The 10 Richest People in Africa in 2019

Aliko Dangote

If you’re interested in finding out exactly who the richest people in the world are, then thanks to the internet, you can. With the likes of Forbes et al keeping regular tabs on the bank balances of the world’s most high-profile billionaires, finding out which business people, tech giants, and heirs have the biggest fortunes is just a click of a mouse away. Here, we take the hard work out of your search by rounding up the 10 richest people in Africa in 2019.

Isabel dos Santos

10. Isabel dos Santos – Net Worth: $2.1 billion

As the eldest child of Angola’s former President José Eduardo dos Santos, the vast bulk of Isabel dos Santos’ wealth comes from her family’s power and connections, both of which have enabled her to take stakes in high profile enterprises engaged in business activities in Angola. Some of her key investments in recent years include Trans Africa Investment Services, Unitel International Holdings B.V, Santoro Finance, Esperaza Holding B.V., and Condis. As a result of her strategic investments, dos Santos has been named one of the BBC’s 100 most influential women in the world, as well as Africa’s first female billionaire.

Mohamed Mansour

9. Mohamed Mansour – Net Worth: $2.3 billion

Egyptian entrepreneur, politician, and businessman Mohamed Mansour ranks as the 9th wealthiest person in Africa with a net worth of $2.3 billion. He can thank his wealth on his position as chairman of Mansour Group, Egypt’s second-largest conglomerate by revenue. Mansour has led the group since 1976 when he assumed control after his father’s death. Other significant achievements include owning exclusive distribution rights for Caterpillar equipment in several African countries and becoming one of General Motors’ biggest global distributors after establishing the first GM dealerships in Egypt in 1975.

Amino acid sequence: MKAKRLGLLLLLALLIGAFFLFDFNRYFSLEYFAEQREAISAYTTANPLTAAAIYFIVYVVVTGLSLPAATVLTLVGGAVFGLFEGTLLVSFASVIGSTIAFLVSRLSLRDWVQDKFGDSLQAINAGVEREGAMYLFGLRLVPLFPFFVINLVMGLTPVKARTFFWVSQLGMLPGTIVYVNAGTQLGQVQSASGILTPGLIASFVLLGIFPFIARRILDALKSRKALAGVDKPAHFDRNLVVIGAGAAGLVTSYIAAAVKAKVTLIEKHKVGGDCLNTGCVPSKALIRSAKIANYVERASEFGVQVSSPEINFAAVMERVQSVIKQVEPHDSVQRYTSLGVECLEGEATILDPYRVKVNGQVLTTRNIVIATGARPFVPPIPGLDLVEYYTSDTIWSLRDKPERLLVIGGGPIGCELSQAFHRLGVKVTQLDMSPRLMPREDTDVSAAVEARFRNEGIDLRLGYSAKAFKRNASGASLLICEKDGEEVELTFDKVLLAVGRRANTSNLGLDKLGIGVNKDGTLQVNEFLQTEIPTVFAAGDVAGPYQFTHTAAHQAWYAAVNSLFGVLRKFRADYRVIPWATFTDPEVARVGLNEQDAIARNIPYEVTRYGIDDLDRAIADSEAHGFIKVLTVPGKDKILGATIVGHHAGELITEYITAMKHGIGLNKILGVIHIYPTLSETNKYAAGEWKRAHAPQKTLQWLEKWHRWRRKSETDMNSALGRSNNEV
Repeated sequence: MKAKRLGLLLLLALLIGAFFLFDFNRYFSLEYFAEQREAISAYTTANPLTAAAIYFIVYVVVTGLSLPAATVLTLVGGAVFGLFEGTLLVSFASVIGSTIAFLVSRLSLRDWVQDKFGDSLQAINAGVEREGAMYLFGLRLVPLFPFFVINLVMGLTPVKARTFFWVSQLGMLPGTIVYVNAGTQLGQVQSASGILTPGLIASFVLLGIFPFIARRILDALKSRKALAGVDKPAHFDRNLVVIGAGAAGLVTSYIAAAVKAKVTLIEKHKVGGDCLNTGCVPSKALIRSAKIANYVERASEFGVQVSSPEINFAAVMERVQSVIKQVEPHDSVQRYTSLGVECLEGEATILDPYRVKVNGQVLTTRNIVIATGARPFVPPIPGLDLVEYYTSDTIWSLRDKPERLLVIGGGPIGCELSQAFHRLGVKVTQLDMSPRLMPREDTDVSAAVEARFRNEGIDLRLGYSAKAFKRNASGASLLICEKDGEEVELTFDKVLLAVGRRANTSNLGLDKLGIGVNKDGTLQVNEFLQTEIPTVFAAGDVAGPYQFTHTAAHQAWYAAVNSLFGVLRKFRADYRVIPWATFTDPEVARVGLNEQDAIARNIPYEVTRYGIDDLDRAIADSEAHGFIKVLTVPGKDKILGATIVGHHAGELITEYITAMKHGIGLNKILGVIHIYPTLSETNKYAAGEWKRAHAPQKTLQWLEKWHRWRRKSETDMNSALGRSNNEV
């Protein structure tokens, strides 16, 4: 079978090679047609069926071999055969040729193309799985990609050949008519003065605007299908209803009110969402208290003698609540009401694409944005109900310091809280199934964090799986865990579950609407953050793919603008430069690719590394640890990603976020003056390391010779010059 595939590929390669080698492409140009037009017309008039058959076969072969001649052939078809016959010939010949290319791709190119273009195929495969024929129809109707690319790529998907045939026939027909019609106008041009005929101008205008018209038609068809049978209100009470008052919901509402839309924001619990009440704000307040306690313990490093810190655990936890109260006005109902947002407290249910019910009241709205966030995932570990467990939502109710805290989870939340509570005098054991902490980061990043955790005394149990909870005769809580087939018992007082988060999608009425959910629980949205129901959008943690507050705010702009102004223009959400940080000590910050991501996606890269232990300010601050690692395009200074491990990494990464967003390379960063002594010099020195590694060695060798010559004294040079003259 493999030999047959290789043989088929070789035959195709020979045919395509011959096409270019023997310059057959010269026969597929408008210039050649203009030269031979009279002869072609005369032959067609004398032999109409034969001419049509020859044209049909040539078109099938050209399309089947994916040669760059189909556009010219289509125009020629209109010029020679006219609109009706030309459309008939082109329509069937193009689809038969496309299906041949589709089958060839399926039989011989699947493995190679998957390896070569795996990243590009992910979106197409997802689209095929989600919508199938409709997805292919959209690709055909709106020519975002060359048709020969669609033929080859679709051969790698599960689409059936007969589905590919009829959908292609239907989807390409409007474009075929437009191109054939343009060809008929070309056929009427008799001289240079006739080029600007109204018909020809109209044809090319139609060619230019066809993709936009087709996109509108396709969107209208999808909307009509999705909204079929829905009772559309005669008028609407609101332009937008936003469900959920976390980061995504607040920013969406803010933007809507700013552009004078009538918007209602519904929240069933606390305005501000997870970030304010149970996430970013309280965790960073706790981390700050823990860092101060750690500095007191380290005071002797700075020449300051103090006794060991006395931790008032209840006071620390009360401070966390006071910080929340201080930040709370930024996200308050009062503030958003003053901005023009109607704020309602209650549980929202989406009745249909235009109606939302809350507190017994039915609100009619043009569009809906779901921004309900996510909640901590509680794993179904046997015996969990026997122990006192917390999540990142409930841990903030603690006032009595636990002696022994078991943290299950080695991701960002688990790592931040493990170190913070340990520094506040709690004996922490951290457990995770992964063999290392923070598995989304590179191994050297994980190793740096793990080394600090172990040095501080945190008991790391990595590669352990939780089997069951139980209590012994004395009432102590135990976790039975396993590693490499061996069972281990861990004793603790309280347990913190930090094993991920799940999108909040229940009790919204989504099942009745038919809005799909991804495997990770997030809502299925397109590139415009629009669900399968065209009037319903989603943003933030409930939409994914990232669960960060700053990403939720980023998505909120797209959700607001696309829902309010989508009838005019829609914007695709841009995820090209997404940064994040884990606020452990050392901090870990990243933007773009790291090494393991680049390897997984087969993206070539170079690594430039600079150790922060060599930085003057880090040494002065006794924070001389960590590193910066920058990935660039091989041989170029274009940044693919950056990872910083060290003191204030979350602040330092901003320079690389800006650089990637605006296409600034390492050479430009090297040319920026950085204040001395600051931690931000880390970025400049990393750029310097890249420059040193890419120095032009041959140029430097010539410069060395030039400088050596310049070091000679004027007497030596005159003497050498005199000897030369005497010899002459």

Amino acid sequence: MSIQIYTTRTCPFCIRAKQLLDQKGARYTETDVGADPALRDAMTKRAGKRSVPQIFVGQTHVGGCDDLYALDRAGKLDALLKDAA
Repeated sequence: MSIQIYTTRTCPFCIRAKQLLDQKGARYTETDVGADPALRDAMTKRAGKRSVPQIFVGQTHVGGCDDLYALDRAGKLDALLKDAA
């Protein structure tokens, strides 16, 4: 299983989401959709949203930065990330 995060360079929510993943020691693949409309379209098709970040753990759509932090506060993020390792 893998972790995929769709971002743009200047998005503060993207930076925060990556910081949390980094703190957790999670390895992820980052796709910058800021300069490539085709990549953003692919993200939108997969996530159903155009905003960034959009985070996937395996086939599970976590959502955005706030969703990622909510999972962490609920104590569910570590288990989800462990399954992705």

Koos Bekker

8. Koos Bekker – Net Worth: $2.4 billion

With a net worth of $2.4 billion, Koos Bekker ranks as the eighth richest person in Africa. Bekker’s wealth has its origins in his position as the chairman of Naspers, an emerging markets media group that can claim the largest market capitalization of any similar company outside the US and China. In 2001, Bekker invested in the Chinese internet and media corporation Tencent (a firm he now holds a 31% stake in), which significantly helped Naspers grow its market capitalization from about $1.2 billion to $45 billion.

Naguib Sawiris

7. Naguib Sawiris – Net Worth: $2.9 billion

Although he may not be quite so wealthy as his brother Nassef, Naguib Sawiris still ranks as one of the richest men in Africa. Sawiris currently sits as the chairman of Orascom Investment Holding (previously known as Orascom Telecom Media & Technology), a company he’s developed into one of Egypt’s largest and most diversified conglomerates since joining in 1979.

Issad Rebrab

6. Issad Rebrab – Net Worth: $3.8 billion